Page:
Olympic Games Ladder, Hong Kong

Why Hong Kong

With over 230,000 financial services professionals, 159 banks (including 70 out of the world’s 100 largest), and over 9,000 registered lawyers working at some 822 law firms, our Hong Kong Trust Members are spoilt for financial choice and legal advice. Standard & Poor’s rates Hong Kong at AAA. Moody’s awards it Aa1 and Fitch AA+.

Its government debt stands at 32% of GDP as opposed to the United Kingdom’s 114%, Spain’s 105%, Portugal’s 135%, Malta’s 73%, and an OECD average of 113%.

As a city with a long history of facilitating trade between China and the West, Hong Kong has played a key role in helping China integrate with the global free market economy.

Today Hong Kong is a Special Administrative Region of China, but although it may now be a part of China, it remains distinctly different.

Hong Kong by night
Hong Kong law is based on Common law. Its courts rigorously apply the Rule of Law. Its Trust Law is among the most modern in the world. Hong Kong is not a tax haven. It is a well regulated jurisdiction which is engaged in promoting sound financial practices through its membership of global bodies. As a member of the Financial Action Task Force, it holds jurisdictional equivalence for Anti-Money Laundering and Counter Terrorist Financing with New York and London.

It contributes to the development of global pension standards through its chair of the International Organization of Pension Supervisors’ Technical Committee. Hong Kong’s Securities and Futures Commission is a member of the Presidents Committee of the International Organization of Securities Commissions.

The Heritage Foundation lists Hong Kong to be the freest economy in the world. It is certainly one of the most attractive: as at the time of writing, Bloomberg estimates Hong Kong’s stock market valuation of USD4tr to be bigger than that of the Tokyo, suggesting Hong Kong now lies third behind only New York and London.

Hong Kong’s abolition of both Inheritance Tax and laws against perpetual Trusts give rise to some interesting estate planning opportunities. 27 of the 32 Double Taxation Agreements Hong Kong has signed with the rest of the world assign taxing rights on Hong Kong-sourced pensions to Hong Kong. And Hong Kong applies no Capital Gains Tax on pension growth or Income Tax on pension distributions.

Its pension regime also gives anyone the right to establish a pension here, no matter where they live or work, and it lets them do this with no restriction on investments. Its open architecture pension structure makes Hong Kong a very attractive place to establish a global retirement plan.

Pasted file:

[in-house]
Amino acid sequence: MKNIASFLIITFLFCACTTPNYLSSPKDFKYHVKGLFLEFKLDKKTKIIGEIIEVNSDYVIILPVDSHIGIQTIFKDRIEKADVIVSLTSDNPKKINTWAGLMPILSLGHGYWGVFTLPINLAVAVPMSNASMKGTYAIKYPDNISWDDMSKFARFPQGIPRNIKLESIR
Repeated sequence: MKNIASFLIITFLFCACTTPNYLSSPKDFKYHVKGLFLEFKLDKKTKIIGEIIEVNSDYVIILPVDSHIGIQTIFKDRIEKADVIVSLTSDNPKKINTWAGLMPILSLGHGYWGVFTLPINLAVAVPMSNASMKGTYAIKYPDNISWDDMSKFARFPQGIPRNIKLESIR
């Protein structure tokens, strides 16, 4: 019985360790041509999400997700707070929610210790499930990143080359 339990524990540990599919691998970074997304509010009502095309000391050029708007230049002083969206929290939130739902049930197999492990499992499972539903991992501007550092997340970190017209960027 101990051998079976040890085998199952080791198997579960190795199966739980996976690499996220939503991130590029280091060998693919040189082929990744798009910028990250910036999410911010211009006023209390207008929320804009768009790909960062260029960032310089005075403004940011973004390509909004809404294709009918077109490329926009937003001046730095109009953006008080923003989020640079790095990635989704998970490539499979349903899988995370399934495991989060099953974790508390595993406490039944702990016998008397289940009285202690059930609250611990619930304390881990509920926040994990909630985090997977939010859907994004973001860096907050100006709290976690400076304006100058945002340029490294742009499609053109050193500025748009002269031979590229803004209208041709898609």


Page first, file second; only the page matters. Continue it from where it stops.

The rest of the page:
Hong Kong Regulatory Authority

Hong Kong’s Mandatory Provident Fund Schemes Authority (MPFA) regulates Occupational Retirement Plans . The MPFA’s functions include, but are not limited to, the following:

• Responsibility for ensuring compliance with the Occupational Retirement Schemes Ordinance (ORSO).

• Registering Provident Fund Schemes as Registered Schemes.

• Approving qualified persons to be approved Trustee of registered Schemes.

• Regulating the affairs and activities of approved Trustees.

• To ensure, as far as is reasonably practicable, that Trustees administer the registered Schemes for which they are responsible in a prudent manner.

• Making rules or guidelines for the payment of mandatory contributions and for the administration of registered Schemes with respect to those contributions.

• Considering and proposing reforms of the law relating to Occupational Retirement Schemes or Provident Fund Schemes.

• Promoting and encouraging the development of the Retirement Scheme industry in Hong Kong, including the adoption of a high standard of conduct and sound prudent business practices by the Trustee and other service providers. The MPFA also acts as Registrar of Occupational Retirement Schemes as provided under section 5(1) of the Occupational Retirement Schemes Ordinance (Chapter 426, Laws of Hong Kong).

The ORSO came into force on 15 October 1993, and is the governing legislation for the regulation of voluntary Occupational Retirement Schemes operating in or from Hong Kong. The ORSO aims to regulate the Retirement Schemes industry through a registration system to ensure that all voluntarily established ORSO Schemes are adequately funded and properly administered, and to provide greater certainty that Retirement Scheme benefits promised to employees will be paid when they fall due.

The Ordinance applies to all ORSO Schemes operated in and from Hong Kong. It also covers Offshore Schemes (i.e. Schemes whose domicile is outside Hong Kong, where the Scheme or Trust is governed by a foreign system of law) which provide retirement benefits to Members employed in Hong Kong. All ORSO Schemes must be registered or granted an exemption certificate by the Registrar in accordance with ORSO. The rules of individual ORSO Schemes such as coverage, enrollment arrangements, contribution rate and vesting scale are specified in the respective governing rules of the Schemes.

Photo credit: Loïc Lagarde via VisualHunt / CC BY-NC-ND

One Response to Why Hong Kong

  1. kamagra December 15, 2016 at 8:45 pm #

    I was recommended this web site by my cousin. I am not sure whether this
    post is written by him as no one else know such detailed about my difficulty.
    You are wonderful! Thanks!

Leave a Reply

Silicon Palms